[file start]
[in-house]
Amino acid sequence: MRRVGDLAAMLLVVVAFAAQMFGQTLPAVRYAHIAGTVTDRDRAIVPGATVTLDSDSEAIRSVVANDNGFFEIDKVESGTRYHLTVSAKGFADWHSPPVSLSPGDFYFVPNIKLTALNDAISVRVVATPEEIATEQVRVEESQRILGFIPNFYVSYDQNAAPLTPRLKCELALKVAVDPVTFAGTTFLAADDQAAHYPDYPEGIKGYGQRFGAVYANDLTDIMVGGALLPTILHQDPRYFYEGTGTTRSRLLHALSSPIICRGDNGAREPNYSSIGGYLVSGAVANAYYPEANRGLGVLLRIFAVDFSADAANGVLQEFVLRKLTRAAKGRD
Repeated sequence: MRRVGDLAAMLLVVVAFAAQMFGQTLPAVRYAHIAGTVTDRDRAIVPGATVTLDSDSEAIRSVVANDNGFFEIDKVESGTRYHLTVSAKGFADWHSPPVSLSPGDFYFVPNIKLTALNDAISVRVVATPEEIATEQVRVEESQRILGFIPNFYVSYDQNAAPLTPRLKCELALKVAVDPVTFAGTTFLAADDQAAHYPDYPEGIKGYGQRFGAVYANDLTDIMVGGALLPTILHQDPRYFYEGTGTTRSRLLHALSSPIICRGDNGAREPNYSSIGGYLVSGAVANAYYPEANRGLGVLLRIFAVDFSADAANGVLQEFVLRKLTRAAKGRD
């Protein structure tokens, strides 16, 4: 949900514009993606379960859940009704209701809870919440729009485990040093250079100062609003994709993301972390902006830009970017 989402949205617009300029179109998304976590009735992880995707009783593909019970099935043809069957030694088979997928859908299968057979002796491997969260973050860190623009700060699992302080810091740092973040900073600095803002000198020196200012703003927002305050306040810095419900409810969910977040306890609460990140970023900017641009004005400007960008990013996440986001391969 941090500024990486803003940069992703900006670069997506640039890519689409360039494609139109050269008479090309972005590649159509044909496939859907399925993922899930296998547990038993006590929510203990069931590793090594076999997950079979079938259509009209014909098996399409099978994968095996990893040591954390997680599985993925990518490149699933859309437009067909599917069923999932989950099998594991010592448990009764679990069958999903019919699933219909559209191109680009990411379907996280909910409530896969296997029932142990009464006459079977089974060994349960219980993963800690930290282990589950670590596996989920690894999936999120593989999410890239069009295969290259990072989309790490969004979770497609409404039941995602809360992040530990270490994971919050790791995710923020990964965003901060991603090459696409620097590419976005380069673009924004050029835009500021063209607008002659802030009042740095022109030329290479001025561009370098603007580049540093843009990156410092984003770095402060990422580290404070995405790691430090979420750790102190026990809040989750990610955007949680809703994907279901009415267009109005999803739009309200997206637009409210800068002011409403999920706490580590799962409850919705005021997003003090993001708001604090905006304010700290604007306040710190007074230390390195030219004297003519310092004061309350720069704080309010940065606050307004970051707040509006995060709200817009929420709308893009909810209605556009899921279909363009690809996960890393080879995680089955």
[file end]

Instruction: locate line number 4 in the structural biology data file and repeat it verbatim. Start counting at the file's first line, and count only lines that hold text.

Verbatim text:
């Protein structure tokens, strides 16, 4: 949900514009993606379960859940009704209701809870919440729009485990040093250079100062609003994709993301972390902006830009970017 989402949205617009300029179109998304976590009735992880995707009783593909019970099935043809069957030694088979997928859908299968057979002796491997969260973050860190623009700060699992302080810091740092973040900073600095803002000198020196200012703003927002305050306040810095419900409810969910977040306890609460990140970023900017641009004005400007960008990013996440986001391969 941090500024990486803003940069992703900006670069997506640039890519689409360039494609139109050269008479090309972005590649159509044909496939859907399925993922899930296998547990038993006590929510203990069931590793090594076999997950079979079938259509009209014909098996399409099978994968095996990893040591954390997680599985993925990518490149699933859309437009067909599917069923999932989950099998594991010592448990009764679990069958999903019919699933219909559209191109680009990411379907996280909910409530896969296997029932142990009464006459079977089974060994349960219980993963800690930290282990589950670590596996989920690894999936999120593989999410890239069009295969290259990072989309790490969004979770497609409404039941995602809360992040530990270490994971919050790791995710923020990964965003901060991603090459696409620097590419976005380069673009924004050029835009500021063209607008002659802030009042740095022109030329290479001025561009370098603007580049540093843009990156410092984003770095402060990422580290404070995405790691430090979420750790102190026990809040989750990610955007949680809703994907279901009415267009109005999803739009309200997206637009409210800068002011409403999920706490580590799962409850919705005021997003003090993001708001604090905006304010700290604007306040710190007074230390390195030219004297003519310092004061309350720069704080309010940065606050307004970051707040509006995060709200817009929420709308893009909810209605556009899921279909363009690809996960890393080879995680089955």